Daisy Mae, the Minnesota pig who fought City Hall and won, dies at 15
“She struck fear in the eyes of many which is a true gift, but was also gentle and kind to her friends in the community,” wrote her human, Sarah Davis Jastram, in a post on social media. Daisy Mae's earlier battle with city hall led to National Geographic writing about and photographing Daisy Mae, who was featured prominently in a March 2011 cover story, “Taming the Wild.”
ST. PAUL — Daisy Mae, a Vietnamese pot-bellied pig who once fought City Hall (and won), was knighted by the St. Paul Winter Carnival and even made the cover of National Geographic Magazine, died last week, on Sept. 28. She was 15.
“She struck fear in the eyes of many which is a true gift, but was also gentle and kind to her friends in the community,” wrote her human, Sarah Davis Jastram, in a post on social media . “I will always be a pig lady because of her, and I’m totally ok with that title.”
Daisy Mae might have intimidated some because of her size — she weighed approximately 300 pounds — but she started out small, just 7 pounds when Jastram adopted her from a hobby farm in 2006.
A few years later, Jastram and her boyfriend (now husband) and Daisy Mae moved into a rambler near a busy intersection in West St. Paul. With a chain-link fence, the rambler’s backyard provided a secure and sunny spot for the potty-trained pig — who was blind — to roam.
It was also a high-profile spot near a middle school and an elementary school. Before long Daisy Mae became popular among children as they walked to and from school, as well as a familiar figure to drivers in the area, and pedestrians and bicyclists.
She was not universally popular, though.
A “concerned person” squealed on the pig to City Hall in 2010. This was how Jastram learned that the city had an ordinance on the books that classified pigs as dangerous, exotic animals — along with lions, tigers and gorillas.
Fortunately, a neighbor helped Jastram organize a “Help Save Daisy Mae” campaign; it led to a petition with 11 pages of signatures from more than 400 neighbors.
City officials were sympathetic. Eventually, after some research into the matter, the ordinance was edited to allow for this type of pet pig.
“Although I don’t recall how that whole situation went, which ultimately allowed Daisy Mae to remain on the property, I do know we have come a long way on adjusting the ordinances to accommodate non-domestic animals,” said Dave Napier, the current mayor of West St. Paul, in an email. “We recently adjusted an ordinance to allow more chickens. As you may know, it really comes down to noise, smell and perhaps transmission of diseases.”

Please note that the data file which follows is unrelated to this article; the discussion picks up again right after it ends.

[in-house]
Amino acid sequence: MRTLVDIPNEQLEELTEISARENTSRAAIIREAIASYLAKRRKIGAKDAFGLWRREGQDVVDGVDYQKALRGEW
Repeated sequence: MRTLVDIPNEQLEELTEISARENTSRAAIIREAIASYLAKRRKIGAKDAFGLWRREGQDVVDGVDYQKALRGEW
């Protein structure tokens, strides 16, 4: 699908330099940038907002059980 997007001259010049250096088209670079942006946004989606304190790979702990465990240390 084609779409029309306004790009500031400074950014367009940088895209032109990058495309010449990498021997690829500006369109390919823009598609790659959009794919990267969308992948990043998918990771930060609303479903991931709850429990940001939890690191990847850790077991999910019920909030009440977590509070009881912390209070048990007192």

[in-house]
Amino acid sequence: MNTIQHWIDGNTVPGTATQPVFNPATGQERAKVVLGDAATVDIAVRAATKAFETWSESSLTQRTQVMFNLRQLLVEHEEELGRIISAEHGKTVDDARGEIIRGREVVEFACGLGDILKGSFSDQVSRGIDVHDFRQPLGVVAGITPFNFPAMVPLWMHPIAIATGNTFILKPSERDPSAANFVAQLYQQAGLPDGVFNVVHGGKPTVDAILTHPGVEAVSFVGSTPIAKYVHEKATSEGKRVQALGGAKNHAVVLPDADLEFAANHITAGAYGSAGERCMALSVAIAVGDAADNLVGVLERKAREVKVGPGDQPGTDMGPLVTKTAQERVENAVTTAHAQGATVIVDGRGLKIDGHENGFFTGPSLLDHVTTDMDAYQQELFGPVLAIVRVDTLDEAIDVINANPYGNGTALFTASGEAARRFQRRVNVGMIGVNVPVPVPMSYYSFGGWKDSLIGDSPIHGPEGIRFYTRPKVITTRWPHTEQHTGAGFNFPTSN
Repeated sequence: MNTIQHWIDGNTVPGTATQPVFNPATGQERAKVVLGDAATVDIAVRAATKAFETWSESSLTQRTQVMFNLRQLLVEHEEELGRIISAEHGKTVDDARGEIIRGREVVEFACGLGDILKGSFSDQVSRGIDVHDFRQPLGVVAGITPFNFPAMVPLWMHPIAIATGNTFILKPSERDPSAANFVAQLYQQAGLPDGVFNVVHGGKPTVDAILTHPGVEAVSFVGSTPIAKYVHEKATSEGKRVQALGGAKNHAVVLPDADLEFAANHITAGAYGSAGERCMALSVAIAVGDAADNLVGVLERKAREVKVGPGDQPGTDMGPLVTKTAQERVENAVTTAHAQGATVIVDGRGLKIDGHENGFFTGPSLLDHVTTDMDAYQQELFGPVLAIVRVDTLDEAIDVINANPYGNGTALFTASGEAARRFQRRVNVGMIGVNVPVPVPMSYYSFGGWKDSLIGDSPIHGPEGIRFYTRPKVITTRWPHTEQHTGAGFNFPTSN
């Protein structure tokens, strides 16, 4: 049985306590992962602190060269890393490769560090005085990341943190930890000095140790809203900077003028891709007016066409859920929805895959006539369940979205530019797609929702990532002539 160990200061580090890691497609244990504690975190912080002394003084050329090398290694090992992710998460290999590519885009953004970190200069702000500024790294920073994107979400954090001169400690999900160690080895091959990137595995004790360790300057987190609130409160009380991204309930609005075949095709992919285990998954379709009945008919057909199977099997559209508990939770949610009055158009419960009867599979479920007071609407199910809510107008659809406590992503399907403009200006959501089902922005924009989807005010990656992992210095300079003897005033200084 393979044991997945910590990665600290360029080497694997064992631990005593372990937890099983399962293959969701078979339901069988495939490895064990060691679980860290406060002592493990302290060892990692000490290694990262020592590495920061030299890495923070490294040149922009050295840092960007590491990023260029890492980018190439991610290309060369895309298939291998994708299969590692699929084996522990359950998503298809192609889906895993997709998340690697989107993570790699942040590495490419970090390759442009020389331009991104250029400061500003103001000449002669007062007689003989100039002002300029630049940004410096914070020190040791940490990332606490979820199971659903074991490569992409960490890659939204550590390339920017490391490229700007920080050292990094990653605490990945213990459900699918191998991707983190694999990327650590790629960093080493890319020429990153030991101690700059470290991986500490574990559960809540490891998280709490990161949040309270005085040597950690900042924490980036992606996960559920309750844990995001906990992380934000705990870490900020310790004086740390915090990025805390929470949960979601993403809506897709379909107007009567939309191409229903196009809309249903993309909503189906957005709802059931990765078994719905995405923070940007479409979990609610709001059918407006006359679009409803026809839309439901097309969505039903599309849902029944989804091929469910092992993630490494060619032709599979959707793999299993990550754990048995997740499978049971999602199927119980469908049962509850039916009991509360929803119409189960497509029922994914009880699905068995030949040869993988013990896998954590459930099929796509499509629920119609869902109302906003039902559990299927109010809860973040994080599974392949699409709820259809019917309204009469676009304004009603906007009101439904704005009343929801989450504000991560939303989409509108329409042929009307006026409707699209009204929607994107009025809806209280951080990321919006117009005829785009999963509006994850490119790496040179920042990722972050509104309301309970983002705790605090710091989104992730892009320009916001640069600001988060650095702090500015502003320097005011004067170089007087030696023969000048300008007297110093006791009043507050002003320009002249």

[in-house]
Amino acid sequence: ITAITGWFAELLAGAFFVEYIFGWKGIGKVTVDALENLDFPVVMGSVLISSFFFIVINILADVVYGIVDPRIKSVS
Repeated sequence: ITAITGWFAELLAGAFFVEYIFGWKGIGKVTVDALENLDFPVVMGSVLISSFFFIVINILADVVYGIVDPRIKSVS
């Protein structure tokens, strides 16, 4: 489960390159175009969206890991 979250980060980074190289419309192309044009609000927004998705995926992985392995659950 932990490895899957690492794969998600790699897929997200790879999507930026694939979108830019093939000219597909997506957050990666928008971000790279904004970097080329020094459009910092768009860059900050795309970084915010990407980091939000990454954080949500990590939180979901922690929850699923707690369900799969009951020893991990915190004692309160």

The city of West St. Paul in Dakota County is already home to a variety of “noises and smells” from animals at Dodge Nature Center. You might have seen some pigs there through the years, in addition to horses, goats and chickens. The mayor sure has.
“I have been around pigs since I was 15 years old when I began working for the Dodge Nature Center,” Napier wrote. “Daisy Mae was quite famous here in (West St. Paul). Although she did have to face a little challenge living in the middle of a residential area, she survived. Some would say she thrived, as she actually became a daily attraction along Butler Ave. I am sorry to hear she has passed on.”
The late pig’s earlier battle with city hall led to international attention: It led to National Geographic writing about and photographing Daisy Mae, who was featured prominently in a March 2011 cover story, “ Taming the Wild .”
The years since have been quieter, although there was the knighting by the Winter Carnival as well as serving as an ambassador for a local food drive.
Life isn’t exactly quieter for Jastram and her husband, Tony, who now have two kids. But home is a little sadder without Daisy Mae — and the schoolchildren have already noticed the pig’s absence from her backyard.
The condolences on Facebook are comforting the family. The comments include these:
“She was so special. Definitely a WSP legend. I’m so sorry for you loss.”
“She was loved by so many people in the community.”
“For years, my kids looked forward to see if Daisy was outside during our walks. Please know that she gave so much joy and happiness to so many kids and families.”